Consider These Factors to Ease Educational Debt Burden

If you're applying to graduate school, these tips may help you minimize your potential debt.

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We hope you all had an excellent Thanksgiving and enjoyed some hearty feasting. We're still walking around in a post-turkey (or Tofurky) haze.

But with application deadlines for college and grad school looming, now is the time to start considering educational debt as a complete picture and map out how you will cover the costs of your education before, during, and even after you graduate. Here's some insight into the factors you should consider when choosing schools in order to ease the burden of educational debt.

[Learn about applying to graduate school.]

1. Think about your future: First and foremost, as we emphasize in our popular Drowning in Debt webinar, is the need to consider your career plans and future salary.

Knowing what you will earn can help build a complete picture of the impact debt will have on your future. This will be a major factor in your future comfort.

This is particularly important for those who pursue relatively low paying public interest careers in professions that require them to incur high amounts of educational debt. Consider doctors, teachers, and public interest lawyers:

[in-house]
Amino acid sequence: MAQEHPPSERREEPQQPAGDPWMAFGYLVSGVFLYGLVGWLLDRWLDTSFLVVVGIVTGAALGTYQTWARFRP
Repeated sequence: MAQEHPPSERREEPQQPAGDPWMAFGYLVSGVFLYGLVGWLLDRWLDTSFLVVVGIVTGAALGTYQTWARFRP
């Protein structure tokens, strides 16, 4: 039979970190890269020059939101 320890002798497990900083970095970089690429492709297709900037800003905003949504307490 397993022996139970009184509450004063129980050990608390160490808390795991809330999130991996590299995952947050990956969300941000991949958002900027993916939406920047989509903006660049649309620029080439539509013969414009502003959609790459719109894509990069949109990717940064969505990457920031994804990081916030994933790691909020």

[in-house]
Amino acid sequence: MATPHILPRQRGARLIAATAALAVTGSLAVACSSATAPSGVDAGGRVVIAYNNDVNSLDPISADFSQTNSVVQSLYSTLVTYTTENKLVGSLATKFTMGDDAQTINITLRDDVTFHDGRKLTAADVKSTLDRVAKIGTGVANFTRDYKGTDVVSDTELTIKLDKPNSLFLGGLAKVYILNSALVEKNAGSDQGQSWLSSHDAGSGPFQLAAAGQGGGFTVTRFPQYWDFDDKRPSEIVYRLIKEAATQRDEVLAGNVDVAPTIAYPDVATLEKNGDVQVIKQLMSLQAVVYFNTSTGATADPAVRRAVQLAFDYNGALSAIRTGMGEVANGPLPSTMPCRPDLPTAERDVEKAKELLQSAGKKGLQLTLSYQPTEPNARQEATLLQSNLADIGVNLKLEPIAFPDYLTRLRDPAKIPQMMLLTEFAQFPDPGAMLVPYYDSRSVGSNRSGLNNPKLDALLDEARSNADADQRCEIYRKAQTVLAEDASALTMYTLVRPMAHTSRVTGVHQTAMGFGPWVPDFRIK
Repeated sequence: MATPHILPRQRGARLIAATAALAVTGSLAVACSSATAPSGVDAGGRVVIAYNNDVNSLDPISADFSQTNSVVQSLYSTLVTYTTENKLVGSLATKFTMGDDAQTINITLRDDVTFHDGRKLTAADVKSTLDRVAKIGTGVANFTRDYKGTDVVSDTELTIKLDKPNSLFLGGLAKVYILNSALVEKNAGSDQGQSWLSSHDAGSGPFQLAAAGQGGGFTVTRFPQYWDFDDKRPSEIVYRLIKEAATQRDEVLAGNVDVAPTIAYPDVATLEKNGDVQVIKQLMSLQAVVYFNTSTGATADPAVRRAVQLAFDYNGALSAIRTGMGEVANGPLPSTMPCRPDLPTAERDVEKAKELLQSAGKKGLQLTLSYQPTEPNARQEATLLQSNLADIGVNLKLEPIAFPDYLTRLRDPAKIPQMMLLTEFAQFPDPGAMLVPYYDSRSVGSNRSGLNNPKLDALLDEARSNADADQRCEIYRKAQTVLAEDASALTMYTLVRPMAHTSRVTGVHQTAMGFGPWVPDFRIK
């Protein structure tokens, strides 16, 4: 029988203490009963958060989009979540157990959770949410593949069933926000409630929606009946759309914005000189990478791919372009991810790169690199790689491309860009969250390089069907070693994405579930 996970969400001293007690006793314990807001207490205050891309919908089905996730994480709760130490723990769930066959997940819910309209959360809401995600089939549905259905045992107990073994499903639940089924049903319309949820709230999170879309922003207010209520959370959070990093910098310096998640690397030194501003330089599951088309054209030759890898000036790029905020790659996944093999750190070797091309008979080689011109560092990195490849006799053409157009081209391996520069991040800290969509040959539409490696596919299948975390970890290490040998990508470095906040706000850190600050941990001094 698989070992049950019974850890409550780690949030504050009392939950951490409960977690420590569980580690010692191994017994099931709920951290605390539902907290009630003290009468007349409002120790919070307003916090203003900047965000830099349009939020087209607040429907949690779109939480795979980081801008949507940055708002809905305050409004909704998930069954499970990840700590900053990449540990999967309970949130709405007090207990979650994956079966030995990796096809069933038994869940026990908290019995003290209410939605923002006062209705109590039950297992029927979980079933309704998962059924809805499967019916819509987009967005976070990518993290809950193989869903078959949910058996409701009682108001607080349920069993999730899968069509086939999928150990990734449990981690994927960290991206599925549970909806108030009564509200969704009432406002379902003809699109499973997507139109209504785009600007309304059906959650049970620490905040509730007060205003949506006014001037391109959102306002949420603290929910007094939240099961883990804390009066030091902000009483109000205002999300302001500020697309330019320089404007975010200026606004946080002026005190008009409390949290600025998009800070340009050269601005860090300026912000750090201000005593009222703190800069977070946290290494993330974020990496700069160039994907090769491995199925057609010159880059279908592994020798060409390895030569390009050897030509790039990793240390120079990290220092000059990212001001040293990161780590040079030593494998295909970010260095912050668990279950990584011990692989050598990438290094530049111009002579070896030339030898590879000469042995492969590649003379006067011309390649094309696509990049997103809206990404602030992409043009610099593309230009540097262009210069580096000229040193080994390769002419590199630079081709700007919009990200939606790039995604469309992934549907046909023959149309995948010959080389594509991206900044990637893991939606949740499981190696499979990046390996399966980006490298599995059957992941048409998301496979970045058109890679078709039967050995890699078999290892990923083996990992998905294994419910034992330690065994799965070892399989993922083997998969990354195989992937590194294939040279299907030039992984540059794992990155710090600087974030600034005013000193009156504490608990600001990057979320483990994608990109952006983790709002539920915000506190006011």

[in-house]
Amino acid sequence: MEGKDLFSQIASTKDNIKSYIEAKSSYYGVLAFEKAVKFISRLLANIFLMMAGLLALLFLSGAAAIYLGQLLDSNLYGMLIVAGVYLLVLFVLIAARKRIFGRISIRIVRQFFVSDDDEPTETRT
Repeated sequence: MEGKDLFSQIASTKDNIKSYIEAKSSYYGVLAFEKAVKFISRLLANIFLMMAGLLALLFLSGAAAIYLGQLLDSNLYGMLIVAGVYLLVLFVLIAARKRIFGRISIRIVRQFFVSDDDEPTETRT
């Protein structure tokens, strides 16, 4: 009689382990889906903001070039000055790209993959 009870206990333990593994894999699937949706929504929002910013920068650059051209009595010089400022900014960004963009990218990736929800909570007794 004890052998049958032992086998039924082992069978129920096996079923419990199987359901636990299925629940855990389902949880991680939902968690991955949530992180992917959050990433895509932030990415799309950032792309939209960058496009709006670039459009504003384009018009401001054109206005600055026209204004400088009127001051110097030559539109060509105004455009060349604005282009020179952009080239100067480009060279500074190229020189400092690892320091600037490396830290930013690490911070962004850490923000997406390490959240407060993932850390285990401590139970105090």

• The Association of American Medical Colleges reports that, among those students who were graduating with educational debt (85 percent of students), the average amount owed was $160,911. As debt levels rise, graduates are choosing specialties with higher pay over primary care specialties, such as pediatrics.

• The National Education Association stated in a recent letter that the average teaching student graduates with more than $18,000 in educational debt and the national average starting salary for a teacher is less than $35,000.

• Public interest lawyers have an even worse ratio. According to the American Bar Association the average debt for private law school graduates in 2010 was $106,249, while entry-level public interest salaries hover around $40,000.

[See U.S. News's Best Law Schools rankings.]

We talk a lot about how relief options such as Income-Based Repayment (IBR) and Public Service Loan Forgiveness (PSLF) can help, but repaying educational debt can still affect your lifestyle and be difficult to manage. Take steps now to minimize your borrowing and ease the anxiety of repayment.

2. Determine how much you will borrow: Once you've decided what your likely income will be, decide how much you're willing to borrow in light of your likely future salary and consider all the options available to get you there.

You're looking for funding that you will not have to repay. You should consider scholarships, grants, and work study from your school and the government, but there are other ways to minimize your debt, including scholarships and grants offered by outside organizations, as well as specialized scholarships and grants. For example, some law schools offer public interest-oriented assistance and a variety of grants are available for teachers.

[Get more tips on paying for graduate school.]